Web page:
How to Be a Better Proofreader

This is an article from Corinne McKay‘s ‘s blog Thoughts On Translation. It deals with a very important part of the translator’s work: when it comes to fine-tuning the final translation, it is important to know how to proofread it effectively.

proofreadingIf you’re looking to move up in the translation market, more effective proofreading is critical. If you’re the type of person who cringes at the sight of an error in print, make sure that your translations aren’t contributing to the problem, and give your clients that extra quality step that marks your service as above average! Here are a few tips I’ve gleaned over the years, and feel free to add your own!

    • It’s hard to proofread your own work, but sometimes you have to do it. A cross-editing partner is really invaluable if you work for direct clients. If you work for agencies and can’t afford to hire out your proofreading, try to do as thorough a job as possible on your own work.
    • Proofread in a different format than the original. I prefer to proofread from a hard copy; I print the target document, then proofread in front of two computer monitors with the target document in one window and the source document in the other, so that I can make corrections as soon as I see the errors. If your work (i.e. Flash animations, graphics, etc.) doesn’t lend itself to being printed, at least try to change the size, font, color, anything to make the target text look different enough that you have to pay attention to it.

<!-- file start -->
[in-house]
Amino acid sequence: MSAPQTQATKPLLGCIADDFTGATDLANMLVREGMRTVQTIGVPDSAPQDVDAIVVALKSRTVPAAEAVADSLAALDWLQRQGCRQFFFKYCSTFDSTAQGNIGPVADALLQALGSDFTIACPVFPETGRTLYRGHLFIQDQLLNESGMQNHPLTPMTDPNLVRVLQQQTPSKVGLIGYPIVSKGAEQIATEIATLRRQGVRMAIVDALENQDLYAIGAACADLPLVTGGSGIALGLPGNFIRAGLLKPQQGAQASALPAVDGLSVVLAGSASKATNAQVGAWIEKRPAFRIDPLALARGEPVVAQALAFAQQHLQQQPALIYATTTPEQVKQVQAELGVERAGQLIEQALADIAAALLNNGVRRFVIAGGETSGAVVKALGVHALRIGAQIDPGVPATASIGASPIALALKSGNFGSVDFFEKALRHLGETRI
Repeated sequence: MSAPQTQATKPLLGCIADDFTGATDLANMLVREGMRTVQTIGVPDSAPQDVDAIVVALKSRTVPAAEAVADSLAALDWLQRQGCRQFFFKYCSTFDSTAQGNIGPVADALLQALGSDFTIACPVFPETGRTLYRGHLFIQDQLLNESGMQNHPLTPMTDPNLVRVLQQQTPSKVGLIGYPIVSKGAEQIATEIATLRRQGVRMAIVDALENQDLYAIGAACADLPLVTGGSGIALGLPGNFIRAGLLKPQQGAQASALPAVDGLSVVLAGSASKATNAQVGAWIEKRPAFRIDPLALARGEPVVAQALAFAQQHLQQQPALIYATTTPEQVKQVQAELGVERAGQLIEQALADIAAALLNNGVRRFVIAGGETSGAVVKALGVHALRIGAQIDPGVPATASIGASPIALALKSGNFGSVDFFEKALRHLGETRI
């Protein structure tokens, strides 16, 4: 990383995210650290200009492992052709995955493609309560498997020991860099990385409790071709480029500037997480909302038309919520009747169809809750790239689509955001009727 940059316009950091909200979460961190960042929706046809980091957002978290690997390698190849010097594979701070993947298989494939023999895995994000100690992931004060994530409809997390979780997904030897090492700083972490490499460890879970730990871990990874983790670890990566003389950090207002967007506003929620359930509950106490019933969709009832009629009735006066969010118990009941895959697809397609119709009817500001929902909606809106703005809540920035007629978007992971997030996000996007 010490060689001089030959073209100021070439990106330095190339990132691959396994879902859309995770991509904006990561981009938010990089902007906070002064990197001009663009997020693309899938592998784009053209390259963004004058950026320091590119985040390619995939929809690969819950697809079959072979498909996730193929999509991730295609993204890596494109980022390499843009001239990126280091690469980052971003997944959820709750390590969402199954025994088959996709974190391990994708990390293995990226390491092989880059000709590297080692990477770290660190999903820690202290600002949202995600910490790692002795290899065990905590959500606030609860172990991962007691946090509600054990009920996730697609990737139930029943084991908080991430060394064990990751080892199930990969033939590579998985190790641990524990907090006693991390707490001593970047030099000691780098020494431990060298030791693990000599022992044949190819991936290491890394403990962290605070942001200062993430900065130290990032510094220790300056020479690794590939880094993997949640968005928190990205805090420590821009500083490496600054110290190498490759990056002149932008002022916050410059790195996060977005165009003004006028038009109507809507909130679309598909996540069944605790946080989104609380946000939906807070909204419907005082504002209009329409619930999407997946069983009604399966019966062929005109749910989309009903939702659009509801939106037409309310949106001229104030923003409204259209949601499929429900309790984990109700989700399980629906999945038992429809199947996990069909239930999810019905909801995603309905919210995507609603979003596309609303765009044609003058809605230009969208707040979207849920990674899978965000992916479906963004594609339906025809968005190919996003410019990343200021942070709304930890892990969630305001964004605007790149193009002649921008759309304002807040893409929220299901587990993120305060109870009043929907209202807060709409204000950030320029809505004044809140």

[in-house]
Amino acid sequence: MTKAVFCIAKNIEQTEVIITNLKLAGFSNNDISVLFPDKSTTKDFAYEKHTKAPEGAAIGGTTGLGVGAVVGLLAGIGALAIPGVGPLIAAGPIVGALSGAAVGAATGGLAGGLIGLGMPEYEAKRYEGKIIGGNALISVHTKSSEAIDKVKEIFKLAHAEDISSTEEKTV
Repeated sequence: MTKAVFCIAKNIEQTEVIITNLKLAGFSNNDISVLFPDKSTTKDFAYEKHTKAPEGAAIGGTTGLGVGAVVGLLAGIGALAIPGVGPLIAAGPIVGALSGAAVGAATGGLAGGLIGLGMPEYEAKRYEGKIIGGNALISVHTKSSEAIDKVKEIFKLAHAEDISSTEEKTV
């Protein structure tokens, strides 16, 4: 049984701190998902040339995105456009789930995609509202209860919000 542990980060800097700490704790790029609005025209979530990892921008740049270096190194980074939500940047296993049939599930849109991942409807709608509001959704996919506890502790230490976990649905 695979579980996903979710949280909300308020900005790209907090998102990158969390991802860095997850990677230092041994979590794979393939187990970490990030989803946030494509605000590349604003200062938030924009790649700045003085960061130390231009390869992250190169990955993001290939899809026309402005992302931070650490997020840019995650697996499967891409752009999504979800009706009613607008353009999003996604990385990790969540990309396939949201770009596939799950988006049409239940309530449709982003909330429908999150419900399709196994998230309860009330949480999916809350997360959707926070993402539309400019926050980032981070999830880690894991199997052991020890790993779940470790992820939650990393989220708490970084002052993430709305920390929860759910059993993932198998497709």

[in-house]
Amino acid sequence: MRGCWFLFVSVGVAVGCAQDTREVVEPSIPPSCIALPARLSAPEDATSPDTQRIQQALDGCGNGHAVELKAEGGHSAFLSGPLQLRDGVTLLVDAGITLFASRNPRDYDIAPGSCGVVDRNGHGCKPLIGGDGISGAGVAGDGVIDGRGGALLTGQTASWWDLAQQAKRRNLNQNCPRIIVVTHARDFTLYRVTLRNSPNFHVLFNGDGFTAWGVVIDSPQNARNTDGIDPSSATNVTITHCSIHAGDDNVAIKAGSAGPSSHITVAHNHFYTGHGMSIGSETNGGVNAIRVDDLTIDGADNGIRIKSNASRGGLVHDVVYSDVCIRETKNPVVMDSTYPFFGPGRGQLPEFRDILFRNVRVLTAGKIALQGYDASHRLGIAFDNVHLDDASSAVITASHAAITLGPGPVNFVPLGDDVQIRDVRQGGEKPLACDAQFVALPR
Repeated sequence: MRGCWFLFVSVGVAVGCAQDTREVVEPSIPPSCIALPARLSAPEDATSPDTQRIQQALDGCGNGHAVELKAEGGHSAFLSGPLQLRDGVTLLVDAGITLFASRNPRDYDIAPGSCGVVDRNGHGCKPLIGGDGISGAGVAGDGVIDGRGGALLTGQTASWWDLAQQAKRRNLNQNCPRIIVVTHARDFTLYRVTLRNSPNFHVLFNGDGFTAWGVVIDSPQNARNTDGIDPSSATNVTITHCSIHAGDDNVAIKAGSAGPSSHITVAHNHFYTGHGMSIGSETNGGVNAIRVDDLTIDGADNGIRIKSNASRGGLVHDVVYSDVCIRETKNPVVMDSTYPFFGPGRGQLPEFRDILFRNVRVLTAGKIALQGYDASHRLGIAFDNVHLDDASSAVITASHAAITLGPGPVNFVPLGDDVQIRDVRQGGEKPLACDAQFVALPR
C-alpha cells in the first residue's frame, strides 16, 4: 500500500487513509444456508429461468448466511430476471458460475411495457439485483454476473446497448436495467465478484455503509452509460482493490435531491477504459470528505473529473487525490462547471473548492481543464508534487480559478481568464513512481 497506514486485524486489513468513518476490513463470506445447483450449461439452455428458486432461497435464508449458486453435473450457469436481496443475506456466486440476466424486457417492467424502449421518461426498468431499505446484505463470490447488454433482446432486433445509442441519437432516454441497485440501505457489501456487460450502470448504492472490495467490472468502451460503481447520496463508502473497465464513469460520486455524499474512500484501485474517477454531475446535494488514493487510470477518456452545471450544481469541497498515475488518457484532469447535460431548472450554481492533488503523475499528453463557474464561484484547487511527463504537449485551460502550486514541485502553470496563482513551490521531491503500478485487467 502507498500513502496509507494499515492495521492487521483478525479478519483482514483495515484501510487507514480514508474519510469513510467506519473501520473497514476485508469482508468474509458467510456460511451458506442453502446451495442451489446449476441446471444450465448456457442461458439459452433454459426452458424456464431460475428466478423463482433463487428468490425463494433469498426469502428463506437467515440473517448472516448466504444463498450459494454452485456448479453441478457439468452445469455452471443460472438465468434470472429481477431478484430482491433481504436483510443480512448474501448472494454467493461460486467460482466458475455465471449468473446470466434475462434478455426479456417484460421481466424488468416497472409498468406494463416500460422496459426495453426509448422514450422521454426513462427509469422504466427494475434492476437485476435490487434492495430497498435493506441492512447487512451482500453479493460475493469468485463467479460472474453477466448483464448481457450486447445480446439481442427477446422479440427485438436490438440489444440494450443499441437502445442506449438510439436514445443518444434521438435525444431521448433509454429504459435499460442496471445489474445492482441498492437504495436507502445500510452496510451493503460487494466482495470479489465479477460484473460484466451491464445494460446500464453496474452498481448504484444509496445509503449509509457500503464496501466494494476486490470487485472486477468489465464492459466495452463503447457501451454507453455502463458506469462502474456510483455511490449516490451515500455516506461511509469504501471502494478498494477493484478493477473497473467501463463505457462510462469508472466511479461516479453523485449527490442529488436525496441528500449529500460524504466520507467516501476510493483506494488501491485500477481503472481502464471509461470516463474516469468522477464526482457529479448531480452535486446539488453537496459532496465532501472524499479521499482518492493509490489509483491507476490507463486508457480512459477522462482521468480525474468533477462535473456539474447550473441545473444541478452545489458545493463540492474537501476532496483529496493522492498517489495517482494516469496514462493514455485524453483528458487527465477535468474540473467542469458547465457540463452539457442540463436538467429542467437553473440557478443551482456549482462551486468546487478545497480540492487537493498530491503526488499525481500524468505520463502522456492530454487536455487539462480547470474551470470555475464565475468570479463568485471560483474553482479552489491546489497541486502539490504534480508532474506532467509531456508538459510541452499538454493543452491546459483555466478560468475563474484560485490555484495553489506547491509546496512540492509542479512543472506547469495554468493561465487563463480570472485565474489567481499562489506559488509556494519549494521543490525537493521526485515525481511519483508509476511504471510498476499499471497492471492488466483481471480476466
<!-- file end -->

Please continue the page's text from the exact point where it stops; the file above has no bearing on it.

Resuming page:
• Pay particular attention to easily-botched numbers and words. Check every digit in every number. Check every letter in every name and place name. Check every negative expression to make sure that you wrote the correct version (i.e. always versus never).
    • Realize that the majority of errors consist of the wrong word, not a misspelled word. The spell-checker saves you from cracking a dictionary to remember whether recommendation has one m or two, but it doesn’t save you from typing fat instead of fact, or asses instead of assets, or any other number of mortifying blunders. So force yourself to slow down; when I took editing classes with Alice Levine, she advised pointing at each word with a pen, and also never proofreading when you’re tired.
    • Watch out for your typical errors. For some reason, I habitually put the space in the wrong place when I’m typing two small words in a row, such as “tot his” instead of “to this.” Sometimes the spell-checker saves me (“thi stime” instead of “this time”) but “tot his” slips through!.
    • While you’re at it, mark the errors in the source document. The client may or may not be concerned with these, but you can add a little value and it’s not much extra work. Also, I think it’s almost easier to find errors in your non-native language because you spent so many years drilling the correct spellings and conjugations!

(from Thoughts On Translation, Corinne MacKay, 28.06.2010)

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